AndroidAPS doesn’t handle underestimates of carbs and a bolus limit really is an underestimate. There is a spike which can take me over 180mg/dL when the rest of the time AndroidAPS keeps me in range.
The oref2 algorithm (which is what I am using) does seem to be informed by COB, but the spike is still there. oref2 seems robust to updates to carb intake; for example adding 5g during a meal because of taking extras even though the added 5g delivers no insulin because of the “missing” carbs from the start of the meal.
This is why I described it as weird; the Insulet Dash algorithm would just believe me and drop .5IU (my ratio is, indeed, 10). AndroidAPS says, “Let’s wait and see.” In it’s defense it does seem to work but I’m not sure it’s better than the Insulet, “Ok, I trust you.” algorithm in a closed loop system.
We definitely need more people like you who have used both and can comment on the relative merits of the algorithm
Hey @John58 , great information here. One of the originals at FUD, but has been some time since I’ve posted.
Just went from Tslim x2 with CIQ to the OP5 and I’m running into some similar issues as others trying to figure out how to more aggressively treat unexpected highs.
My target glucose is 110 mg/dl and Correct above is set to 120 mg/dl with DIA set at 2 hours. Glucose goal range is 150 upper and 70 lower (although I think these are for statistics only and not used in calculations).
I believe what you said about about I/C and Correction ratios is correct on the OP5. I think they really need to be dialed in and carb counting be accurate as the OP5 just does not do a great job as correcting large post-prandial spikes based on poor carb counting or non-accurate ratios. For example, if I didn’t bolus enough for a meal on the Tslim, there were numerous times I’d see a temp basal well over my normal basal. I just don’t see that happening on the OP5. I do find it interesting that the user entered basal rates are not used at all in Auto mode. I guess that is part of the “learning”.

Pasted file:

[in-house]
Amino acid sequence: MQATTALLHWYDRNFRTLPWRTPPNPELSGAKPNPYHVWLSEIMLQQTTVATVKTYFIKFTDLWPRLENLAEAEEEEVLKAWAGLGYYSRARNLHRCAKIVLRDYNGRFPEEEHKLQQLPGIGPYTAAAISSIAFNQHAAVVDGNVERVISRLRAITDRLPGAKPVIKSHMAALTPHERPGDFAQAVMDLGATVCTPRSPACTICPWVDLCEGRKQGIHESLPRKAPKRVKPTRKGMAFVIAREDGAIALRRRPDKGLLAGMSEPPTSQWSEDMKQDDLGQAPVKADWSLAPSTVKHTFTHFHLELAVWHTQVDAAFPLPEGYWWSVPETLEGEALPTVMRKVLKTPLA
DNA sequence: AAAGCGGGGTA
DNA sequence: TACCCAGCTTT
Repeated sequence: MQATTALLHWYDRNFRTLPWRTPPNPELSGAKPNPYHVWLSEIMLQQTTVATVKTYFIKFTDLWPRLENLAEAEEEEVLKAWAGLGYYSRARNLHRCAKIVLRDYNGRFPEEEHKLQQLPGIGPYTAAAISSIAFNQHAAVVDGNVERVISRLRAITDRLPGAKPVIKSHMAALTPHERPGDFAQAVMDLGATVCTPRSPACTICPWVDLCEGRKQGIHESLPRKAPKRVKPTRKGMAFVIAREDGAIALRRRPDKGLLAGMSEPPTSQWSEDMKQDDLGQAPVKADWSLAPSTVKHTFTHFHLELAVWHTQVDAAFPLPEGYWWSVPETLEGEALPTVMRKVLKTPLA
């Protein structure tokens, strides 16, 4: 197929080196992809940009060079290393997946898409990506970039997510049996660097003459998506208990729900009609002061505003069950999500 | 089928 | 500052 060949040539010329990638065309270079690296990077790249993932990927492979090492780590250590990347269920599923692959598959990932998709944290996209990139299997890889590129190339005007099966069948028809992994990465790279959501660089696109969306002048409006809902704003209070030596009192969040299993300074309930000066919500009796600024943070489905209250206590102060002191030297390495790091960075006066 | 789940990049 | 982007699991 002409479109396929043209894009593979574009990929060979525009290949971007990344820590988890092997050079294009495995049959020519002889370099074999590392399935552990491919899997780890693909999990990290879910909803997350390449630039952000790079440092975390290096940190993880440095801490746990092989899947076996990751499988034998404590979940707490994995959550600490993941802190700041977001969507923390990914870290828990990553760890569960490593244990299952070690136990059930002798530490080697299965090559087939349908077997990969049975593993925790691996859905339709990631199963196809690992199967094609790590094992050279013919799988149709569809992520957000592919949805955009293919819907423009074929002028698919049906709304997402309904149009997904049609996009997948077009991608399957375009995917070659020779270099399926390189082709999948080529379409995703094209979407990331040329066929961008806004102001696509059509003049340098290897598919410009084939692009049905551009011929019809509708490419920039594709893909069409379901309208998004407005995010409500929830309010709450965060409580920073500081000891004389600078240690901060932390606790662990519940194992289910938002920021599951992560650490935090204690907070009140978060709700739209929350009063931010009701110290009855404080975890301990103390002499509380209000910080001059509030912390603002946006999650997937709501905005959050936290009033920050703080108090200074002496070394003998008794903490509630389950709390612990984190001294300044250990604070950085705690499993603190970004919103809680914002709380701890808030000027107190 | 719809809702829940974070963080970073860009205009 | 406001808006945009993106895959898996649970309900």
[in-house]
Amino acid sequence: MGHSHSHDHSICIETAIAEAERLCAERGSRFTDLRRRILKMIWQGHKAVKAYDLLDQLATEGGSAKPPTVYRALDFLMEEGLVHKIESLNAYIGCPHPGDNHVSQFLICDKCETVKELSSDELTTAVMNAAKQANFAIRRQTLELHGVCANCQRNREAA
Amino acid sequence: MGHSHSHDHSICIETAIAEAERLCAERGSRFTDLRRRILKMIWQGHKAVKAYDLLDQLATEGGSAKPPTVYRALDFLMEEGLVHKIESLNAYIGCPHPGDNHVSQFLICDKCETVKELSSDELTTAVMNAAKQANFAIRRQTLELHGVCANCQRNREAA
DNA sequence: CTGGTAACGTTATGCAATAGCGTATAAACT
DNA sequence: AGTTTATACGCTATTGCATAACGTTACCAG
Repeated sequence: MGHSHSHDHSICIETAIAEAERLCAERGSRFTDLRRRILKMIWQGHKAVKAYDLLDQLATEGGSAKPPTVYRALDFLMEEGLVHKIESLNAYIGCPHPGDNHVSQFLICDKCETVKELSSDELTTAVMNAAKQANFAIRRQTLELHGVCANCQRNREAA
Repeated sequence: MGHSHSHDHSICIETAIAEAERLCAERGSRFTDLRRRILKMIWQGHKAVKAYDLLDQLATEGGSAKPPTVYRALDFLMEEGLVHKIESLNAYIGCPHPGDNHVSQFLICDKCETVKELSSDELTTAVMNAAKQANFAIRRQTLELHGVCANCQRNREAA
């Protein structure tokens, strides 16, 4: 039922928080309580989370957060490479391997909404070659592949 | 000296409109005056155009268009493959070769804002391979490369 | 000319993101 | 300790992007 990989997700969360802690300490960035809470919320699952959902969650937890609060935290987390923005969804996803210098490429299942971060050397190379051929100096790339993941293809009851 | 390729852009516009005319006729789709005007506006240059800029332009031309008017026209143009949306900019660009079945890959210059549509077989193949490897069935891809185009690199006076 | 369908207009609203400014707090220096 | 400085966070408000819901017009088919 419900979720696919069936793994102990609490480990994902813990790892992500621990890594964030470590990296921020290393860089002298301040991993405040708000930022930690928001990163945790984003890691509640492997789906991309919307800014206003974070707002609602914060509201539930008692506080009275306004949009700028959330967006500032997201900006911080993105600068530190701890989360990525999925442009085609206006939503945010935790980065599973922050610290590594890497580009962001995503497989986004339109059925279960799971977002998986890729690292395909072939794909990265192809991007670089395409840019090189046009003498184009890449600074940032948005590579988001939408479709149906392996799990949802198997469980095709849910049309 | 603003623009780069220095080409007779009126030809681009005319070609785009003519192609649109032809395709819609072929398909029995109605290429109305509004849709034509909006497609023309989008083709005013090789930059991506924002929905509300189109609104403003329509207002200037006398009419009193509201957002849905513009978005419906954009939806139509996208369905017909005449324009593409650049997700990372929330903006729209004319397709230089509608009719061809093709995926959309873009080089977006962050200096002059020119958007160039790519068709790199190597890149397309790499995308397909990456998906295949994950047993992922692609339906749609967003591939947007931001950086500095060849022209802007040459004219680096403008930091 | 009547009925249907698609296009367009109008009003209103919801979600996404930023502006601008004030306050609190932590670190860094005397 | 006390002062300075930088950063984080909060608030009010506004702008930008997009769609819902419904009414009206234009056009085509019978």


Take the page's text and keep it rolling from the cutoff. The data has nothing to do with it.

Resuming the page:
When are you switching into Manual mode again and did you mention that sometimes you ignore the bolus calculator?
I do love my OP5, just need to tweak as with all new pumps/technology.
Hi @mikep , glad to see more early adopters for the Omnipod 5, hopefully by comparing notes we can dial the pods in. Your message caught me in another experiment…I decided to try a few pods at 100% Auto mode to give the algorithm a better shot at its learning tasks. I am on the second pod with that experiment and so far it’s been a post meal spikeathon.
I always ignore the bolus calculator, because it is calcing a bolus to a BG of 110 and I want to calc my bolus to 85. Lately I have been pre bolusing for 30+ minutes and increasing my meal bolus by a lot, seems to help. Will keep you posted!
Hey @John58 . . . Thanks so much for the further information. I actually listened to the Juicebox Podcast … what a treasure trove of information.
I’ve been running auto mode 100% of the time and my numbers have been excellent. I think patience is very very key with the OP5.
Hey @mikep, nice to see you! Hope you are doing well!
I second that. Great to see you @mikep!
Hey @Eric and @ClaudnDaye !!! Great to see you both as well. All is well on my end and hope all is well with you both!!!
From my experience with AndroidAPS that’s generally true of closed loop systems. The better the input information the better the results. It’s true of open loop systems, including the Dash pods, too; if I’d done what I did to get AndroidAPS working for me but with the Dash pods I could probably have got great results too, just not as great.
The big thing that might be missing from the O5 system is taking the information required to learn the basal and using it to learn the I/C and correction values too. People who use NightScout can already do that, at least via a manual step. Those numbers are very difficult to get right and the work required to calibrate our bodies manually involves at least a day of not eating then a day of eating very exact amounts of carbs. The algorithms that are available today to work out the same numbers without such extreme diet changes (which might, indeed, actually change the numbers) do need to be incorporated into commercial systems.